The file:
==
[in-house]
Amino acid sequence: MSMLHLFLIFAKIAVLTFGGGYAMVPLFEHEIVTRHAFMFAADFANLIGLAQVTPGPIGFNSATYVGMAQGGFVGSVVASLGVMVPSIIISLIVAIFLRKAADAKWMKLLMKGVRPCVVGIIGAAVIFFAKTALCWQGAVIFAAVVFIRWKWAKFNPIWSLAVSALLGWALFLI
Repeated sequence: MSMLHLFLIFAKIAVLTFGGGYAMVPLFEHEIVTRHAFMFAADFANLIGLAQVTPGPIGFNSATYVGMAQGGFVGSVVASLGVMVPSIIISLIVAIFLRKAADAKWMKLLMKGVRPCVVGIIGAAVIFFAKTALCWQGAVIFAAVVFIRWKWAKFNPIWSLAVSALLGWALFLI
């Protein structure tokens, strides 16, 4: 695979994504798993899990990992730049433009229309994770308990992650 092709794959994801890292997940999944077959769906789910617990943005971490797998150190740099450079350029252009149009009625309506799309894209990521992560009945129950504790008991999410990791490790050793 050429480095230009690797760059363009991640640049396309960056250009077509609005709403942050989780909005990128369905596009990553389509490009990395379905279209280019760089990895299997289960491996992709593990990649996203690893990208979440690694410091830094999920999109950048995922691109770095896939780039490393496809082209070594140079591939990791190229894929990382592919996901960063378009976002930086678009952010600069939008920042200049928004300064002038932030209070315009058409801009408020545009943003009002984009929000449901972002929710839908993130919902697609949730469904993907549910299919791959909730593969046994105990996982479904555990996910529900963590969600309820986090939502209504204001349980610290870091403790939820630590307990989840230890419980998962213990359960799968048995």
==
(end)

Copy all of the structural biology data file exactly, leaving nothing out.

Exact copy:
[in-house]
Amino acid sequence: MSMLHLFLIFAKIAVLTFGGGYAMVPLFEHEIVTRHAFMFAADFANLIGLAQVTPGPIGFNSATYVGMAQGGFVGSVVASLGVMVPSIIISLIVAIFLRKAADAKWMKLLMKGVRPCVVGIIGAAVIFFAKTALCWQGAVIFAAVVFIRWKWAKFNPIWSLAVSALLGWALFLI
Repeated sequence: MSMLHLFLIFAKIAVLTFGGGYAMVPLFEHEIVTRHAFMFAADFANLIGLAQVTPGPIGFNSATYVGMAQGGFVGSVVASLGVMVPSIIISLIVAIFLRKAADAKWMKLLMKGVRPCVVGIIGAAVIFFAKTALCWQGAVIFAAVVFIRWKWAKFNPIWSLAVSALLGWALFLI
């Protein structure tokens, strides 16, 4: 695979994504798993899990990992730049433009229309994770308990992650 092709794959994801890292997940999944077959769906789910617990943005971490797998150190740099450079350029252009149009009625309506799309894209990521992560009945129950504790008991999410990791490790050793 050429480095230009690797760059363009991640640049396309960056250009077509609005709403942050989780909005990128369905596009990553389509490009990395379905279209280019760089990895299997289960491996992709593990990649996203690893990208979440690694410091830094999920999109950048995922691109770095896939780039490393496809082209070594140079591939990791190229894929990382592919996901960063378009976002930086678009952010600069939008920042200049928004300064002038932030209070315009058409801009408020545009943003009002984009929000449901972002929710839908993130919902697609949730469904993907549910299919791959909730593969046994105990996982479904555990996910529900963590969600309820986090939502209504204001349980610290870091403790939820630590307990989840230890419980998962213990359960799968048995």